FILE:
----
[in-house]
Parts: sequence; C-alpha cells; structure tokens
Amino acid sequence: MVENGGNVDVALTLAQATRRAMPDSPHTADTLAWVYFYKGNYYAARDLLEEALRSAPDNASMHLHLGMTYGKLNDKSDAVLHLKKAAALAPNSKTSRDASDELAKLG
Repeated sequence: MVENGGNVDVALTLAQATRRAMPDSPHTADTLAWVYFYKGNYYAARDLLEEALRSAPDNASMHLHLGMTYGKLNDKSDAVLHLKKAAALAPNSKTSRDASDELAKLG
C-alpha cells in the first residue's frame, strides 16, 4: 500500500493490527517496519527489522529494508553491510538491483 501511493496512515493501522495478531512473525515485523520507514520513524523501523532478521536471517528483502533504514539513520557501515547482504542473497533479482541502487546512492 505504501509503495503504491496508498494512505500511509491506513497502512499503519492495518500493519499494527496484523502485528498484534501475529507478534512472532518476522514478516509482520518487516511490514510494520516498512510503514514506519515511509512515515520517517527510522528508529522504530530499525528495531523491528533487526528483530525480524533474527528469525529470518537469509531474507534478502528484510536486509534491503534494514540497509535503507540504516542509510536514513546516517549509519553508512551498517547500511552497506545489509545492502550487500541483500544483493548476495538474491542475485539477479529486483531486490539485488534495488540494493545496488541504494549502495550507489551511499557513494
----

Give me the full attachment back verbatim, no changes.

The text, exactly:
[in-house]
Parts: sequence; C-alpha cells; structure tokens
Amino acid sequence: MVENGGNVDVALTLAQATRRAMPDSPHTADTLAWVYFYKGNYYAARDLLEEALRSAPDNASMHLHLGMTYGKLNDKSDAVLHLKKAAALAPNSKTSRDASDELAKLG
Repeated sequence: MVENGGNVDVALTLAQATRRAMPDSPHTADTLAWVYFYKGNYYAARDLLEEALRSAPDNASMHLHLGMTYGKLNDKSDAVLHLKKAAALAPNSKTSRDASDELAKLG
C-alpha cells in the first residue's frame, strides 16, 4: 500500500493490527517496519527489522529494508553491510538491483 501511493496512515493501522495478531512473525515485523520507514520513524523501523532478521536471517528483502533504514539513520557501515547482504542473497533479482541502487546512492 505504501509503495503504491496508498494512505500511509491506513497502512499503519492495518500493519499494527496484523502485528498484534501475529507478534512472532518476522514478516509482520518487516511490514510494520516498512510503514514506519515511509512515515520517517527510522528508529522504530530499525528495531523491528533487526528483530525480524533474527528469525529470518537469509531474507534478502528484510536486509534491503534494514540497509535503507540504516542509510536514513546516517549509519553508512551498517547500511552497506545489509545492502550487500541483500544483493548476495538474491542475485539477479529486483531486490539485488534495488540494493545496488541504494549502495550507489551511499557513494